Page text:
Nurse Keith: To BS, or Not to BS? That is the (Nursing) Question!

Nurse Keith: To BS, or Not to BS? That is the (Nursing) Question!

When the Institute of Medicine and Robert Wood Johnson Foundation published their now famous recommendations for the nursing profession in 2010, an important conversation began. This salient 21st-century conversation involves the push for a majority of nurses to earn a baccalaureate degree, and many nurses are wondering if the time has come for them to return to school.

Some research has indeed demonstrated that certain measures improve when units employ more bachelor’s-prepared nurses, thus the evidence base is growing in support of the IOM’s stance.

To BS or not to BS?

ADNs have been an intrinsic part of the lifeblood of the American nursing community for decades. The Associate Degree in Nursing is a relatively fast track into the nursing profession, with some students completing prerequisites, jumping headfirst into an ADN program, and entering the workforce within a three-year period, or less. This is an attractive and affordable entry-level avenue for a growing profession.

With the IOM pushing for more nurses to earn a BSN, employers are closing certain doors to ADNs while opening an increasing number of doors to nurses with a BSN. Although ADNs may currently still find remunerative and satisfying work, anecdotal evidence shows that some ADNs are encountering barriers to employment and opportunity; this experience is pushing many to bite the bullet and return to school.

The American Association of Colleges of Nursing (AACN) states clearly on its website that advancing nurses’ education is paramount, and they bluntly encourage those who employ nurses to incentivize nursing education:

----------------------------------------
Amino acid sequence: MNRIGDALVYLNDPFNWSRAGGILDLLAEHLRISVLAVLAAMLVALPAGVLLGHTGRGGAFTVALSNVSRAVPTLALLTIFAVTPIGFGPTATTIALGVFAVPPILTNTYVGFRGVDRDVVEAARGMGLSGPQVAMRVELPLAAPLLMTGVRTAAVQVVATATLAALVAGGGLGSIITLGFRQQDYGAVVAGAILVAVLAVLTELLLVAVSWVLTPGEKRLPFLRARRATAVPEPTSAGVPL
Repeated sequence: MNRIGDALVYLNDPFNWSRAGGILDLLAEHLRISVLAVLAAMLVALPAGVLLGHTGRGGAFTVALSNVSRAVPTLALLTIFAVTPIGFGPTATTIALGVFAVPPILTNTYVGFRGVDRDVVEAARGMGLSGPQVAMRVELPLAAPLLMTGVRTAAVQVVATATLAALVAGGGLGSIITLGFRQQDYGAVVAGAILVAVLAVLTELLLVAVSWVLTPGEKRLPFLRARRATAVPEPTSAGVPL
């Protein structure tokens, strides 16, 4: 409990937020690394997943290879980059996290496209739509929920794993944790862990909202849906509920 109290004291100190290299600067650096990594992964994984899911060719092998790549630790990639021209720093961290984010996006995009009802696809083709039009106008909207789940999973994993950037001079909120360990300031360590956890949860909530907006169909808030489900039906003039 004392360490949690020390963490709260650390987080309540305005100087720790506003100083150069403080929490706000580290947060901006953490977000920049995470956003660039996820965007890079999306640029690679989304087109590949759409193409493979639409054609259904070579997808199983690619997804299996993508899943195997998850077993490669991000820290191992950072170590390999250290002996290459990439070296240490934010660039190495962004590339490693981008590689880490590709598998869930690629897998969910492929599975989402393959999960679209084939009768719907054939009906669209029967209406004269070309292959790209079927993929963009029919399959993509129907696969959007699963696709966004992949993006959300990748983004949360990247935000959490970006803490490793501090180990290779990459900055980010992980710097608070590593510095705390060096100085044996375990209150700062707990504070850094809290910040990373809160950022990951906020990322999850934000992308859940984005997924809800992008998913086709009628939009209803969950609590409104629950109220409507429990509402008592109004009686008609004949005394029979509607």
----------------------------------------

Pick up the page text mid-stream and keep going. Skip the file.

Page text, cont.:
AACN encourages employers to foster practice environments that embrace lifelong learning and offer incentives for registered nurses (RNs) seeking to advance their education to the baccalaureate and higher degree levels. We also encourage BSN graduates to seek out employers who value their level of education and distinct competencies.

Nurses are noticing this veritable sea change, and many are deciding to join the party and get on board with the inevitable changes that are currently afoot. 

A rising tide

They say that a rising tide lifts all boats; while this may be true, some nurses in the ADN boat may find themselves not lifted to quite the same level as their colleagues who have earned a BSN. Yes, the tide is rising, yet those who have heard the call and upped their game may find themselves riding the crest of the wave.

Some ADNs may be completely fulfilled in their current positions, seeing no reason to pursue further education; meanwhile, others may encounter closed doors that only open with a key shaped like a BSN.

A personal choice

Pursuing further education is a very personal choice, and each nurse must choose for him- or herself in terms of what is best for them. There is likely no turning back the tide that calls for an increasing number of nurses to pursue a BSN. Therefore, some nurses will heed the call, move forward, elevate their education, and enjoy a broader range of career options in the years and decades to come. 

Keith Carlson, RN, BSN, NC-BC is a holistic career coach for nurses, award-winning nurse blogger, writer, podcaster, speaker, author, and popular career columnist for With two decades of nursing experience, Keith deeply understands the issues faced by 21st-century nurses. Keith’s two podcasts, RNFM Radio and The Nurse Keith Show, offer inspiration and practical support to nurses seeking to create meaningful, satisfying lives and careers. Keith’s message of savvy career management and professional satisfaction reaches tens of thousands of nurses worldwide. He can be found at

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